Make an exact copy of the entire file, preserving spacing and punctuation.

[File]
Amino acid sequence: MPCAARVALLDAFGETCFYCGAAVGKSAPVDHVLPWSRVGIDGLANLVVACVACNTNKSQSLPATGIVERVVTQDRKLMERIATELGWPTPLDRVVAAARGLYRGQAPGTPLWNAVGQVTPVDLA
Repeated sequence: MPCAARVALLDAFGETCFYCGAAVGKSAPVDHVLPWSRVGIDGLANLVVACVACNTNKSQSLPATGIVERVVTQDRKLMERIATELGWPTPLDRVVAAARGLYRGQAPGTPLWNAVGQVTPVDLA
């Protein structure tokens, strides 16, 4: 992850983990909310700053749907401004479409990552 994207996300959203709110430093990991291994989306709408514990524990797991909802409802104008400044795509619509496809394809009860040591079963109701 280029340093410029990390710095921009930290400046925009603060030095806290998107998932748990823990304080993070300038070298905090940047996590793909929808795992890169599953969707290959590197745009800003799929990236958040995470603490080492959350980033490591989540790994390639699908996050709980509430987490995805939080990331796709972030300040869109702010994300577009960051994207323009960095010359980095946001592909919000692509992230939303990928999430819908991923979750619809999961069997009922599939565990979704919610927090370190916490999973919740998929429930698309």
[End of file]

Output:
Amino acid sequence: MPCAARVALLDAFGETCFYCGAAVGKSAPVDHVLPWSRVGIDGLANLVVACVACNTNKSQSLPATGIVERVVTQDRKLMERIATELGWPTPLDRVVAAARGLYRGQAPGTPLWNAVGQVTPVDLA
Repeated sequence: MPCAARVALLDAFGETCFYCGAAVGKSAPVDHVLPWSRVGIDGLANLVVACVACNTNKSQSLPATGIVERVVTQDRKLMERIATELGWPTPLDRVVAAARGLYRGQAPGTPLWNAVGQVTPVDLA
């Protein structure tokens, strides 16, 4: 992850983990909310700053749907401004479409990552 994207996300959203709110430093990991291994989306709408514990524990797991909802409802104008400044795509619509496809394809009860040591079963109701 280029340093410029990390710095921009930290400046925009603060030095806290998107998932748990823990304080993070300038070298905090940047996590793909929808795992890169599953969707290959590197745009800003799929990236958040995470603490080492959350980033490591989540790994390639699908996050709980509430987490995805939080990331796709972030300040869109702010994300577009960051994207323009960095010359980095946001592909919000692509992230939303990928999430819908991923979750619809999961069997009922599939565990979704919610927090370190916490999973919740998929429930698309």